Thomas James Durnin enlisted in Company G, 2nd U.S. Dragoons on June 14, 1855. He was promoted to corporal, sergeant and first sergeant in the company by the war’s outbreak. He was appointed a second lieutenant in the 16th Infantry in the orders expanding the regular army on May 14, 1861. Interestingly, though identified as a captain in numerous post returns, he was not promoted to first lieutenant until October, and was not actually a captain until December 1864.
The garrison remained unchanged for Major Whiting until December, which was a busy month for the post. Company A, 10th Infantry departed on the 10th for Santa Fe. Captain Theodore H. Dodd’s company of Colorado volunteers arrived on the 14th, followed seven days later by Captain James H. Ford’s company of Colorado volunteers.
Garrison changes continued through the early months of 1862. Dodd’s Company stayed only long enough to recover from its long march and reprovision, departing January 3rd for Santa Fe. Ford’s Company left a month later, on February 5th. Company I, 2nd U.S. Cavalry, still commanded by Captain Durnin, was the post’s only garrison through spring and early summer.
In March 1862 the post was finally assigned medical staff. Civilian Lewis B. McLain was assigned as the acting assistant surgeon by the district’s medical director in Santa Fe.
July 1862 was another month of great change for the small fort. Major A.H. Mayer, 1st New Mexico Volunteers, arrived to take command of the post on July 17th. Daniel Whiting, now a lieutenant colonel in the 10th U.S. Infantry, departed to join his regiment on the 26th. He was the last regular army officer to command the post for several years. Company I, 2nd U.S. Cavalry was joined in garrison by Company D, 1st New Mexico Volunteers on July 30th.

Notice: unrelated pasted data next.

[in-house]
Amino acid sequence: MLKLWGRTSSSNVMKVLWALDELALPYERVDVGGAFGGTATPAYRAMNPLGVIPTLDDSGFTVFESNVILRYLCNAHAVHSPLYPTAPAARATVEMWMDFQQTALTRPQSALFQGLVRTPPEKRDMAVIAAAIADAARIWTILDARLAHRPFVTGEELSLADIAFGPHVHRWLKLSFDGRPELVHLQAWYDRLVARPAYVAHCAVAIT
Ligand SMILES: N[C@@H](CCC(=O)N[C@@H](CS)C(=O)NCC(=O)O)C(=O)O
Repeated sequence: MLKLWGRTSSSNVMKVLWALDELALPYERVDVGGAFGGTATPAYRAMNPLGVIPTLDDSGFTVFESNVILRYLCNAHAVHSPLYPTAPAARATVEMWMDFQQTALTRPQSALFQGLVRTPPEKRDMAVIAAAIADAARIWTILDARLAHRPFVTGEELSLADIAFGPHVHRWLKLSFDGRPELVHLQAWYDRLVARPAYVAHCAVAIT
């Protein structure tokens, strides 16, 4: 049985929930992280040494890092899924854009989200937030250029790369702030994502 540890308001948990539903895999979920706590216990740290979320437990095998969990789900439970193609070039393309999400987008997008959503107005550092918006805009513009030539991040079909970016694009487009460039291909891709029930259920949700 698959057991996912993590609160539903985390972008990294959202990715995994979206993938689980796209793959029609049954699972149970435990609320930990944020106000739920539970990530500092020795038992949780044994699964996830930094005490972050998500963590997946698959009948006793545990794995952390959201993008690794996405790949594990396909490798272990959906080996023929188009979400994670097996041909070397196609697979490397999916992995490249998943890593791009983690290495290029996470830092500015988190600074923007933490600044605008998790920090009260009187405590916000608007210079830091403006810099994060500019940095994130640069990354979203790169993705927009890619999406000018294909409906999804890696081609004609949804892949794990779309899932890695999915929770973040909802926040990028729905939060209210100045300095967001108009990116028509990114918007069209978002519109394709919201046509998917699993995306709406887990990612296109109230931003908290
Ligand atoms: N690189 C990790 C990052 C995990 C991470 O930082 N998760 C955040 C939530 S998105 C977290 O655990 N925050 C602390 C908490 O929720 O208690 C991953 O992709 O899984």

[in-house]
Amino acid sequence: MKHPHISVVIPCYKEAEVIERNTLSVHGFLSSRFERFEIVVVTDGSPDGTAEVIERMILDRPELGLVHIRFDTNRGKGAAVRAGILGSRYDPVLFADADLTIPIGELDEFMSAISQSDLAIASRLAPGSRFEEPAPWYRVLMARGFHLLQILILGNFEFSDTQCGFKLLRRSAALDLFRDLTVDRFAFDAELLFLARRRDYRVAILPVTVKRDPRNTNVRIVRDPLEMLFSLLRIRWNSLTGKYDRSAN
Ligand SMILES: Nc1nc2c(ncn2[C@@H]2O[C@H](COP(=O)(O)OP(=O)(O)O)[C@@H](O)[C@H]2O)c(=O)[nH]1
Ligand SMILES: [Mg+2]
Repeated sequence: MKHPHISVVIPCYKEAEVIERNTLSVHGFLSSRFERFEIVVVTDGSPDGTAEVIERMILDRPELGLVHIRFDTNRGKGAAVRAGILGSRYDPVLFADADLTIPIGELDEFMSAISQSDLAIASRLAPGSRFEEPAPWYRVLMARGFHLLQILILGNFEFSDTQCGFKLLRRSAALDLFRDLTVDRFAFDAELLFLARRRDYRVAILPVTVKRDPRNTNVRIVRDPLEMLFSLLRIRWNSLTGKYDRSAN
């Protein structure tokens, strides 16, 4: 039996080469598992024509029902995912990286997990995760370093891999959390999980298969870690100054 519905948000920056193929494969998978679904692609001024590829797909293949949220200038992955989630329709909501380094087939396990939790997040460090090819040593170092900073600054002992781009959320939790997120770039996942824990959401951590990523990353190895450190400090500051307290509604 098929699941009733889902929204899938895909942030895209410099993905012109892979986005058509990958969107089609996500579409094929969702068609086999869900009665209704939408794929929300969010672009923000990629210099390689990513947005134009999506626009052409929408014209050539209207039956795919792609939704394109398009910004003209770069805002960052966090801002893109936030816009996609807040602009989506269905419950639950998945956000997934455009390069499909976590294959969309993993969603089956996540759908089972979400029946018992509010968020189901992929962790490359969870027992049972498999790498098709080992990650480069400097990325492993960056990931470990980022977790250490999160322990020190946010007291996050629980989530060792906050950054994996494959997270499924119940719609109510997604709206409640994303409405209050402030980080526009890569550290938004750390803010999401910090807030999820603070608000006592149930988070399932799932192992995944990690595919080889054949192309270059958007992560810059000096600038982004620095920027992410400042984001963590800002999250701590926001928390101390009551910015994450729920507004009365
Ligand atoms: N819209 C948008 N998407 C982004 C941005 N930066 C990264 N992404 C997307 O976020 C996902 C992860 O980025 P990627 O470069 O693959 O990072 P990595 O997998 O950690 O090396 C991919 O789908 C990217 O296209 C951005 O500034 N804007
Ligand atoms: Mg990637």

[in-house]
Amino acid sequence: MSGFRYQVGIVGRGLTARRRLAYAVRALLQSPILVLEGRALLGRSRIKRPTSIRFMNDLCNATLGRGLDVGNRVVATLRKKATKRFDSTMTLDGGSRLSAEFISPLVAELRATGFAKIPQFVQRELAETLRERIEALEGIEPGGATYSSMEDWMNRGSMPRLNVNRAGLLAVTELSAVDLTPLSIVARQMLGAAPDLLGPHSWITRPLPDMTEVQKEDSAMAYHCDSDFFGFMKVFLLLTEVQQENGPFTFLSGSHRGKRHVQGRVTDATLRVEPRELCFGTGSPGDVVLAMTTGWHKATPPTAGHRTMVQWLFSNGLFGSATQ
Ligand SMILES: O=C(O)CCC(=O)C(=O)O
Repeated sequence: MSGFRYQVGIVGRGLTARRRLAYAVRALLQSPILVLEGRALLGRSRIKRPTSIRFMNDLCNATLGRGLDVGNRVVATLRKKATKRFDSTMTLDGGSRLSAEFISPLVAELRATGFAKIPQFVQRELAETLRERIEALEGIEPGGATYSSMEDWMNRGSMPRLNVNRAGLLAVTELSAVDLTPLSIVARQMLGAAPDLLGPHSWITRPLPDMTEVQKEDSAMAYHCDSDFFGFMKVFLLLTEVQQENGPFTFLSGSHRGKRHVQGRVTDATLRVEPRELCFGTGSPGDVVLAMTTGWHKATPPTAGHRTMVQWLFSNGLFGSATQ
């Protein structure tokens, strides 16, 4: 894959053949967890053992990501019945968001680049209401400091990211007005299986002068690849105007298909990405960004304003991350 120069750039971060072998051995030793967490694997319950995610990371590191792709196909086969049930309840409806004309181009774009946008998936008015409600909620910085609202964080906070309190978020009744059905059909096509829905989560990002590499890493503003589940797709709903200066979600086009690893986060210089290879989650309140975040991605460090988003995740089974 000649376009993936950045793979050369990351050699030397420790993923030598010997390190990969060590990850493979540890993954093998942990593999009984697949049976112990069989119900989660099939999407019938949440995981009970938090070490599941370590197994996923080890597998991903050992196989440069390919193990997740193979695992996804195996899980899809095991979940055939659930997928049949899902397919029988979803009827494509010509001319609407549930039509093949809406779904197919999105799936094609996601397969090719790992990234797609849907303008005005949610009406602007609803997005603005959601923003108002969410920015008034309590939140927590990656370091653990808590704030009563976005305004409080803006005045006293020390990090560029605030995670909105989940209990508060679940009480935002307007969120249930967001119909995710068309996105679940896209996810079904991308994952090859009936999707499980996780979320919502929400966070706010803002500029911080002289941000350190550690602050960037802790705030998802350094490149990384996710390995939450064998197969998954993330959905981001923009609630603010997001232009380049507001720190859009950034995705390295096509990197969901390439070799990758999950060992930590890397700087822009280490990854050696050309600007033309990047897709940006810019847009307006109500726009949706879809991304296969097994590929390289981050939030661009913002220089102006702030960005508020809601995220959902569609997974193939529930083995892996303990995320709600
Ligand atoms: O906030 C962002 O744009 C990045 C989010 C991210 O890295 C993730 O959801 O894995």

Company I and Captain Durnin departed the post for Fort Union on August 9th, replaced two weeks later by Company H, 2nd Colorado Volunteers on August 24th. Company H and Company D, 1st New Mexico Volunteers departed on a ten day scout September 5th, marching 242 miles before returning to post on the 15th. They were joined by four additional companies the following month, raising the garrison to its largest size during the war. Company C, 3rd U.S. Cavalry arrived from Fort Union on September 24th, followed three days later by Company M, 1st New Mexico Volunteers. Companies H and K, 1st Colorado Volunteers, arrived under Major Edward W. Wynkoop on September 29th, bringing the garrison to 370 enlisted men by the end of the month. With only two company-sized barracks buildings, many of the men must have lived under canvas.